From The World Of Thrones And Swords

Game of Thrones' Jon Snow's sombre black cloak, complete with fur lining. The sword used by Liam Neeson in Batman Begins. Gryffindor robes in flaming red and yellow, as worn by Harry Potter. With a short glance, you'd expect to find "Made in China" neatly printed inside the inner recesses of such clothing. This time, though, you'd be mistaken. 'Made in India,' it would read. Let’s read the journey of fancy costumes from the land of myths and legends, India.
When India has the most famous props; Image Source: Scoopwhoop

When India has the most famous props; Image Source: Scoopwhoop

For decades now, numerous high-end and popular brands like Dior, Christian Louboutin, and Balenciaga have been making a profitable market in India by selling their applied decoration items. In India, even street fashion labels like Zara, Mango, Promod, and Levi's sell their items at a profit. India has become a prosperous business hub for these humongous companies. While it’s just money and profit for these brands, there have been many reports circling all around the country that says that sweatshop labourers and homeworkers are mistreated and forced to produce clothes in their homes and that too, for deplorable pay.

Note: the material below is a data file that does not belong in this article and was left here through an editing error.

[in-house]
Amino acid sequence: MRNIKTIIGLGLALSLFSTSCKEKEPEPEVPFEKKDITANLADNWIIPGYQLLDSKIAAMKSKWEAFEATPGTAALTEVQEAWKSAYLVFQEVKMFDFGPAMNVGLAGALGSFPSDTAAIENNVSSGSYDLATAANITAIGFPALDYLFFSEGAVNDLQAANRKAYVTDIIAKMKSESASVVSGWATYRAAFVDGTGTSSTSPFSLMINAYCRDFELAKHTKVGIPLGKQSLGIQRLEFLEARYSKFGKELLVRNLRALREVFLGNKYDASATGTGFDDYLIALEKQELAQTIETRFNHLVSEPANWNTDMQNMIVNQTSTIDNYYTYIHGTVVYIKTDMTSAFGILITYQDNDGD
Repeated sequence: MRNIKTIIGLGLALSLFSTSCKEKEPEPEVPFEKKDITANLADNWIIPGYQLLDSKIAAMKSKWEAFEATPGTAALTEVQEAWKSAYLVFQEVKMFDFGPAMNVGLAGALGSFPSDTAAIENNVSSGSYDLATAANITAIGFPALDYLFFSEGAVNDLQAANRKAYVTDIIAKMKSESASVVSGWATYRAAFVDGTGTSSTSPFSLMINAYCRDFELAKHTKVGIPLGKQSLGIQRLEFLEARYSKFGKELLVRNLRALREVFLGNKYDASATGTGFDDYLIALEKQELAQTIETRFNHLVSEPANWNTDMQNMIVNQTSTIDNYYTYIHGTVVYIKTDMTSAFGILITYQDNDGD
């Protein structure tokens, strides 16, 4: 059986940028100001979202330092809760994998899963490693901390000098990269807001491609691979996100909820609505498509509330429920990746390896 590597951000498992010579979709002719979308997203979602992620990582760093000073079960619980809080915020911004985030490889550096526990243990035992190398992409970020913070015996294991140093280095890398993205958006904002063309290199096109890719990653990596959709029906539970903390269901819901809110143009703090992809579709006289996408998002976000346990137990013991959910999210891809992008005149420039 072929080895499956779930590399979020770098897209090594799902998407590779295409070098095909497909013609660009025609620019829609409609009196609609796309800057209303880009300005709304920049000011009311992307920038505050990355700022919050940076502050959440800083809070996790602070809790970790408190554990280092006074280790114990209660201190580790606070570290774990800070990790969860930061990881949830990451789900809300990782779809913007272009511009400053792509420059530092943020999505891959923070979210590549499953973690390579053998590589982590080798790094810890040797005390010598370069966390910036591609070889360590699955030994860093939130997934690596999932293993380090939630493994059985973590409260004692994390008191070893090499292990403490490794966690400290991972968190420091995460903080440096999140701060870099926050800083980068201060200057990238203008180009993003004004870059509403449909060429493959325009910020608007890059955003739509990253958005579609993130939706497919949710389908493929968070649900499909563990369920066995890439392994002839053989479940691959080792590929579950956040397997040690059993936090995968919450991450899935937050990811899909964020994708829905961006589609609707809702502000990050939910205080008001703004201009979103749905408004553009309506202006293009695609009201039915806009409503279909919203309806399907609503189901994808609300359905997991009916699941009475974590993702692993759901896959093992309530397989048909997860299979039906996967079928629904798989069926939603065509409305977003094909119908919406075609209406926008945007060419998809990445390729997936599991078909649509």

However, with time, the Indian textile industry is realising its potential. And this very potential allowed them to make high-end, fancy costumes for Hollywood characters like Jon Snow, and Harry Potter. Let’s explore the factory of a Dehradun-based clothes manufacturing company named R.S.Windlass, which has been providing fully licensed props and costumes for major Hollywood productions like Game of Thrones, Harry Potter, and Batman Begins.

The icy winds have reached the mythical realm of Westeros. Winter has arrived, and Jaime Lannister has left his sister's side for good because of all the malice and hidden planning to battle the Northern army rather than ally with them. Rashi Goil, on the other hand, is too preoccupied to relax. A determined woman of 23 and a family partner in R.S.Windlass, Rashi handles everything with utmost ease.

In Noida, a fourth-generation supervisor and RS Windlass partner stands next to Jon Snow's famed winter gear. The huge cape adorns the 998th Lord Commander's outfit, which appears battle-ready to face the White Walkers, wights, and wildlings. Longclaw, a renowned Valyrian steel sword with a white wolf on its pommel, is displayed in the prop section. Ned Stark's leather doublet is on display next to it.

"Movie goods and set props are a very narrow industry and depends on the film's success." We've had some excellent moments with successful movies and shows, such as the Harry Potter series and Lord of the Rings. At the same time, we've had cases where we'd spent thousands of dollars in a project, but when the film tanked at the box office, we were left with a lot of unsold stock."

Windlass has created props and costumes for several Hollywood films, including HBO's Rome, Skyfall, The Tudors, Batman Begins, Buffy the Vampire Slayer, Pirates of the Caribbean (2 & 3), V for Vendetta, Chronicles of Narnia: Prince Caspian; Quantum of Solace, Vampire Diaries, and True Blood. Pradeep Windlass, too, boasts: